iPhone 5 Sets Accessory Makers Scrambling
While Foxconn has reportedly gone to extremes to meet anticipated demand for the new iPhone 5, Apple’s announcement on Wednesday was the starting pistol for other production lines in China as accessory designers finally learned the precise details of the new handset. The New York Times’ Brian X. Chen described the race to get iPhone 5 cases onto store shelves by the time the device starts shipping on September 21st:
Griffin Technology, a company in Nashville that makes Apple accessories, said that moments after Apple introduced the iPhone 5, its employees were making final design tweaks in its prototyping shop, where 3-D printers turn out mock-ups of future products. Many Griffin employees had already traveled to China from the United States to be there when the iPhone 5 was introduced.
[…] Similarly, employees of Incase, a maker of iPhone cases based in San Francisco, crowded into a conference room to watch online reports of Apple’s presentation, said Dave Gotta, the chief executive. Employees in China were waiting at factories for final design specifications so they could get started making cases.
[…] Some companies take unsanctioned routes to get ahead of the game. Hard Candy Cases, a case maker, sent iPhone 5 cases to journalists before Apple even introduced the phone. Tim Hickman, chief executive of the company, said manufacturers in Shenzhen, where his cases are made, sent around design information for unreleased iPhones to attract case makers like himself.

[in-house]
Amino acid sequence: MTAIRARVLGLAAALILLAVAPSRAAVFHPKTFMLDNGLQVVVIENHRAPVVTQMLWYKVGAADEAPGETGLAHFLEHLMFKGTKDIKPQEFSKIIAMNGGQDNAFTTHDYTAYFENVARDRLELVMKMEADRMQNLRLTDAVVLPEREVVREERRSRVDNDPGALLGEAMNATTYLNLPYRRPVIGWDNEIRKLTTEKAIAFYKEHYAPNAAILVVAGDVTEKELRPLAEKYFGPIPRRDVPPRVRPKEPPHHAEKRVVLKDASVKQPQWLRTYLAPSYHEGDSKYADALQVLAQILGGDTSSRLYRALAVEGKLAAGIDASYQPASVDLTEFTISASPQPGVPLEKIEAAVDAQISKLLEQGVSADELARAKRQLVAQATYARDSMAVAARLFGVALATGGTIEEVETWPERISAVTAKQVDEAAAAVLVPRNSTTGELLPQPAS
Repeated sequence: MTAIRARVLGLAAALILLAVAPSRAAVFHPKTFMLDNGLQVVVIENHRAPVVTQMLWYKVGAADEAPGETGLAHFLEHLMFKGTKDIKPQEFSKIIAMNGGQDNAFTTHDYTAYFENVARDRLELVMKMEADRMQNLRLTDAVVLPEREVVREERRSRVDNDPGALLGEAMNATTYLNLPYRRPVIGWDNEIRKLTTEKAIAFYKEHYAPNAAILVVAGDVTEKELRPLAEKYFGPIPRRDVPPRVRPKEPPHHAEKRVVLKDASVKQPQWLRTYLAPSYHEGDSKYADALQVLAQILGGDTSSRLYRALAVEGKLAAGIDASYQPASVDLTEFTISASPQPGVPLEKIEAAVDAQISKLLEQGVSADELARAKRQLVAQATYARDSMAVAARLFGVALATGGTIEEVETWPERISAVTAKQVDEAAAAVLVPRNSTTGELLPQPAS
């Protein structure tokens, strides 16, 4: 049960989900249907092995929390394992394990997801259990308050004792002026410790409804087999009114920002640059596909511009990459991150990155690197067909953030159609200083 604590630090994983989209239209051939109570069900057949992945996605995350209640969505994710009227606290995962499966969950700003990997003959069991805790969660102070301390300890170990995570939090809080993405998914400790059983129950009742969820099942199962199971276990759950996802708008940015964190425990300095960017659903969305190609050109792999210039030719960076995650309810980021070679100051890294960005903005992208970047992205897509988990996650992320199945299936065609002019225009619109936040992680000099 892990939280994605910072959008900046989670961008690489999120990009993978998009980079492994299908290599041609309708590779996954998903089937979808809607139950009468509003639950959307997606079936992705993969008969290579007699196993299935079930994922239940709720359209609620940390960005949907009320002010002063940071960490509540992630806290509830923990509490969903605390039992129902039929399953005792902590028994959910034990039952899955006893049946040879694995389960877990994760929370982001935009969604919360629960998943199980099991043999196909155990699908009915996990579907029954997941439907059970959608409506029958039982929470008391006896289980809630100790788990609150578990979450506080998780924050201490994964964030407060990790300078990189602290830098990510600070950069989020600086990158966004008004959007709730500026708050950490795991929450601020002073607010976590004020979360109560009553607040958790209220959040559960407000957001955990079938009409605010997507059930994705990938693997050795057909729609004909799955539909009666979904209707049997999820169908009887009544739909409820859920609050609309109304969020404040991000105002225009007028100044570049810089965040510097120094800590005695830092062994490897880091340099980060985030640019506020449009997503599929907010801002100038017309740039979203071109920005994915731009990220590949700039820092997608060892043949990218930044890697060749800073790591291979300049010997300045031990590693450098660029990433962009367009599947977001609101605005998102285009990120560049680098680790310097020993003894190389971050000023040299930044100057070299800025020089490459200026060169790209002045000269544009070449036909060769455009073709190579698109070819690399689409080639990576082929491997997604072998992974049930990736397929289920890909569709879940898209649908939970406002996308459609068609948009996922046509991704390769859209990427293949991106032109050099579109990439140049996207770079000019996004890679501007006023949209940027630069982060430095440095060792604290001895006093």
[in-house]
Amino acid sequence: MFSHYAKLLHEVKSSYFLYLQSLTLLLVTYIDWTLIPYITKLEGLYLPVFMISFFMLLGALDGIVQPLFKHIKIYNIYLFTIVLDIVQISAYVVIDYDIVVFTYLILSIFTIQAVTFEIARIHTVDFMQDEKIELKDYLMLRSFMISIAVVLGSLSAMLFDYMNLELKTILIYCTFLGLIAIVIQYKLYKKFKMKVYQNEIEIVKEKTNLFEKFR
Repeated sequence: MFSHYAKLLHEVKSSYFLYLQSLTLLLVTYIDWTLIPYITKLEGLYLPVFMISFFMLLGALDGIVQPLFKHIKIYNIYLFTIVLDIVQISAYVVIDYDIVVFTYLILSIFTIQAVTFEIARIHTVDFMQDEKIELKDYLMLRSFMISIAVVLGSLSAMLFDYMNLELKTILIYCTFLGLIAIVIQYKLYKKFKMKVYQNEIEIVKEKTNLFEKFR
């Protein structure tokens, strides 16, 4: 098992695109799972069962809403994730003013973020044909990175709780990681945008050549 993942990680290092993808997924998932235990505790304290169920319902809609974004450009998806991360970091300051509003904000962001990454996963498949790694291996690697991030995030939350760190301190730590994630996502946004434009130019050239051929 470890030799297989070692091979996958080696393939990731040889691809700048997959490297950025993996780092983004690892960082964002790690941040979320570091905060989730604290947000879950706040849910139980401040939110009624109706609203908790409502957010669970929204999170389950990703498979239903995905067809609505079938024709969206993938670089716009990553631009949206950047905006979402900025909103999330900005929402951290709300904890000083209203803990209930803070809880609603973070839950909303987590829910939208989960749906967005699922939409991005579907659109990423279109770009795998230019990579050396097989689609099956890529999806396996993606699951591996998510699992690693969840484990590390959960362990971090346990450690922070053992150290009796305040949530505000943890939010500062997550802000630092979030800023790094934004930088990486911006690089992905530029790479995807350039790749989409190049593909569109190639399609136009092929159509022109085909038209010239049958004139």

“The factories have gone from, ‘Shhh, hey, buddy, look at what I have for you,’ to making it part of their presentation,” he said.
Others try to get a head start by sifting through the flood of rumours and purported leaks that precedes any Apple announcement, and then gambling on those that seem most credible. See ‘The Shadowy World of iPhone Cases‘, a Bloomberg report that followed the iPhone 4S launch last year, via CDT.
The flexibility that allows these companies to finalise product details at such short notice is a characteristic of China’s industrial machine that Apple itself vigorously exploits: see Charles Duhigg and Keith Bradsher’s January New York Times article on how the U.S. lost out on iPhone work. For China-relevant information on the iPhone 5, see Tech in Asia’s coverage; for analysis of the crowded Chinese marketplace into which the new phone will land, see Paul Mozur’s report at The Wall Street Journal; and for netizens’ gleeful mockery of the device’s extended screen, see Ministry of Tofu.